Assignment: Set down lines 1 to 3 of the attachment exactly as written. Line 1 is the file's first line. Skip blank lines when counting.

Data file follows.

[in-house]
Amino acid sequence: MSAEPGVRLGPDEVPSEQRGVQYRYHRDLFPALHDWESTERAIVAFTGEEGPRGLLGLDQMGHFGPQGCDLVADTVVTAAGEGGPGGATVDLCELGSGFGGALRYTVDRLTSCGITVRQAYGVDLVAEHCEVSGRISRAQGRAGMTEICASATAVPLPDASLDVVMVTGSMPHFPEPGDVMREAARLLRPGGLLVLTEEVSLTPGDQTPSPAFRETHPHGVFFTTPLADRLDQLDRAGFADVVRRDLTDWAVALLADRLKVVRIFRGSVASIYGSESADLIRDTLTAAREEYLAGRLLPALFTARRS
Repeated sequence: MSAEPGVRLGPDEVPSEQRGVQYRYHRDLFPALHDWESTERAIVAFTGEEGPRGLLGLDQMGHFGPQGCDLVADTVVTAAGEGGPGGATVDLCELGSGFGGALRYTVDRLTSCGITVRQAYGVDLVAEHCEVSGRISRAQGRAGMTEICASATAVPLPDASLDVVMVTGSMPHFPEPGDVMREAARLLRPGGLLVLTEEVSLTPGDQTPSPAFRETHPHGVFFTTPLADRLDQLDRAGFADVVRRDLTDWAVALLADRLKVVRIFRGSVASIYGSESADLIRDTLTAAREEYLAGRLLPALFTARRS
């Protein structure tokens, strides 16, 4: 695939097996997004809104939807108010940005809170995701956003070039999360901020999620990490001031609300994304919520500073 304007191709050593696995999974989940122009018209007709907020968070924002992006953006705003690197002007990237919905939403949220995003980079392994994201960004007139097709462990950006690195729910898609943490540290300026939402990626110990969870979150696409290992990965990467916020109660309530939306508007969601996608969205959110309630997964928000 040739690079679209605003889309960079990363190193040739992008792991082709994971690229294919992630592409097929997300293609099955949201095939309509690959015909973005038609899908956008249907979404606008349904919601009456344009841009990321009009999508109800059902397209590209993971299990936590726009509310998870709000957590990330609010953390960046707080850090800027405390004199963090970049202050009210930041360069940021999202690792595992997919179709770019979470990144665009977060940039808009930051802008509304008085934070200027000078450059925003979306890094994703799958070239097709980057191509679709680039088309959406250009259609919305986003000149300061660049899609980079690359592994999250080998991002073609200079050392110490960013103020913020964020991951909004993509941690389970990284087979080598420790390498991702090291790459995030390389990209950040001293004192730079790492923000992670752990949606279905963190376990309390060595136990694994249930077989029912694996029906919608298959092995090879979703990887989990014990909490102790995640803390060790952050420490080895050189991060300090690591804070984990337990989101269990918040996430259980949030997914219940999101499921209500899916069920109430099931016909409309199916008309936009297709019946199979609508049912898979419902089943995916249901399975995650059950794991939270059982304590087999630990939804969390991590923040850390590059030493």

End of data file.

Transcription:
[in-house]
Amino acid sequence: MSAEPGVRLGPDEVPSEQRGVQYRYHRDLFPALHDWESTERAIVAFTGEEGPRGLLGLDQMGHFGPQGCDLVADTVVTAAGEGGPGGATVDLCELGSGFGGALRYTVDRLTSCGITVRQAYGVDLVAEHCEVSGRISRAQGRAGMTEICASATAVPLPDASLDVVMVTGSMPHFPEPGDVMREAARLLRPGGLLVLTEEVSLTPGDQTPSPAFRETHPHGVFFTTPLADRLDQLDRAGFADVVRRDLTDWAVALLADRLKVVRIFRGSVASIYGSESADLIRDTLTAAREEYLAGRLLPALFTARRS
Repeated sequence: MSAEPGVRLGPDEVPSEQRGVQYRYHRDLFPALHDWESTERAIVAFTGEEGPRGLLGLDQMGHFGPQGCDLVADTVVTAAGEGGPGGATVDLCELGSGFGGALRYTVDRLTSCGITVRQAYGVDLVAEHCEVSGRISRAQGRAGMTEICASATAVPLPDASLDVVMVTGSMPHFPEPGDVMREAARLLRPGGLLVLTEEVSLTPGDQTPSPAFRETHPHGVFFTTPLADRLDQLDRAGFADVVRRDLTDWAVALLADRLKVVRIFRGSVASIYGSESADLIRDTLTAAREEYLAGRLLPALFTARRS